Certification (i) is for the traditional approval process. Hard copies will be submitted to the local governing authority where the local governing authority will review and place their certifications, stamps, and signatures of approval on the face of the plat. The surveyor may release the plat prior to these approvals; however, the plat will need these approvals along with the surveyor’s stamp and signature prior to submitting for recording through the GSCCCA e-file portal process.

Certification (ii) is for the paperless online plat review process. The surveyor shall place an approval table on the face of the plat that contains the name of the local governing authority that approved the plat, the name of the individual who approved the plat, and the date of approval. The surveyor may denote upon the face of the plat, in place of the surveyor’s signature, restrictive language such as “DRAFT – FOR REVIEW PRIOR TO APPROVAL.” Upon approval, the surveyor shall remove such restricting language and place the surveyor’s stamp and signature prior to submitting for recording through the GSCCCA e-file portal process. (Note: Some surveyors may opt to sign the plat along with placing the restrictive language on the face of the plat when submitting to the local governing authorities for approval.)

In 2005, the Attorney General addressed a serious issue with the local governing authorities trying to subvert the public and their right to have their plats recorded. The Attorney General’s opinion was clear that the intent of the 1994-1996 General Assembly was to prevent the local governing authorities from such tactics. House Bill 1004 (HB1004) was in direct conflict with the 1994-1996 General Assembly intent and the 2005 Attorney General’s opinion. Certification (iii) is in response to this conflict and intended to protect the public and their rights to have their retracement plats recorded without undue restrictions from the local governing authorities. Certification (iii) is for retracement surveys that do not subdivide, or create a new parcel, or makes any changes to any real property boundaries. Certification (iii) allows the surveyor to perform a retracement survey along with, if any, the depicting of gores, overlaps, or other parcel delineation related to title issues or deficiencies, and may show existing or proposed easements for utilities or conservation areas. Under Certification (iii), the public shall be entitled to have their plat submitted to the GSCCCA e-file portal process for recording without further review from the local governing authority.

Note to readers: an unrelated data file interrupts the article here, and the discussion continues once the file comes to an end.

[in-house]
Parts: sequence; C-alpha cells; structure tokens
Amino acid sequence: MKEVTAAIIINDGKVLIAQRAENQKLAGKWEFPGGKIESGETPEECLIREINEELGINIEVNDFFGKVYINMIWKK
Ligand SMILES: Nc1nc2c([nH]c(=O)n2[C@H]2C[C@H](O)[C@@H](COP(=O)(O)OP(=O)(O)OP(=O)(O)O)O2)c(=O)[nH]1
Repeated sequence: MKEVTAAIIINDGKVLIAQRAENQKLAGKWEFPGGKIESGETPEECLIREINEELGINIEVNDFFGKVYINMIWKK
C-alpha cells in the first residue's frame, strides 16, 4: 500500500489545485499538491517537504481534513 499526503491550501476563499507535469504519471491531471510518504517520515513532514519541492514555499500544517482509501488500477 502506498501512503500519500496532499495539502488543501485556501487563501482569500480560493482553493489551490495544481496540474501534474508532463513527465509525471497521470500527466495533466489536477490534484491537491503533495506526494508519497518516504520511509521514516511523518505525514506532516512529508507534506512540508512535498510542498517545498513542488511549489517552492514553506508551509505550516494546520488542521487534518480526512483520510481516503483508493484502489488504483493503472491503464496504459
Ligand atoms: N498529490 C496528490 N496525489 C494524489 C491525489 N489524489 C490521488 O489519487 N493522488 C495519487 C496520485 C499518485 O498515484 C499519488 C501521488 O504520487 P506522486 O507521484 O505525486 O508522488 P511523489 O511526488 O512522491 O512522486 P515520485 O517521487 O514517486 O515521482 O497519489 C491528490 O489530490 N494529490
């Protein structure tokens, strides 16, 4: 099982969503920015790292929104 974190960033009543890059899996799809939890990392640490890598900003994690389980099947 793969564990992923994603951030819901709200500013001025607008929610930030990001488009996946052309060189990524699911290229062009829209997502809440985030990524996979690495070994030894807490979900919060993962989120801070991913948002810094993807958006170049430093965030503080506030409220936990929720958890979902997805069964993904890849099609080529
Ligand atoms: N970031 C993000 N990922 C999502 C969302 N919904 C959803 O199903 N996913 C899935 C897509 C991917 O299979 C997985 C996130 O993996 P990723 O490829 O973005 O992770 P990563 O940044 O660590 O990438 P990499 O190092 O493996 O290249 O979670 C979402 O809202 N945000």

Certification (iv) is for those jurisdictions that do not review or approval plats, or when the local governing authority has issued a resolution, ordinance, or has a policy that approval is not necessary prior to recording. If a platted property lies wholly within such a jurisdiction under Certification (iv), the public shall be entitled to have their plat submitted to the GSCCCA e-file portal process for recording without further review from the local governing authority.

Immediately beneath the certification, the Surveyor shall place his/her signature with the seal within or next to the certification box. The Surveyor’s signature is no longer required over the seal, nor to be in contrasting color of ink.

Along with no mechanism to record a retracement survey without undue restrictions from the local governing authorities, HB1004 had no means for the public to record an existing plat. HB76 has attempted to address this through O.C.G.A. § 15-6-67(3)(i) which states “Any plats or condominium plans prepared prior to May 8, 2017, in compliance with previous statutory requirements may be recorded pursuant to this Code section so long as such documents are submitted as electronic images and presented to the clerk of superior court electronically.” Older plats meeting the statutory requirements at the time of their preparation shall be eligible for recording through the GSCCCA e-file portal process.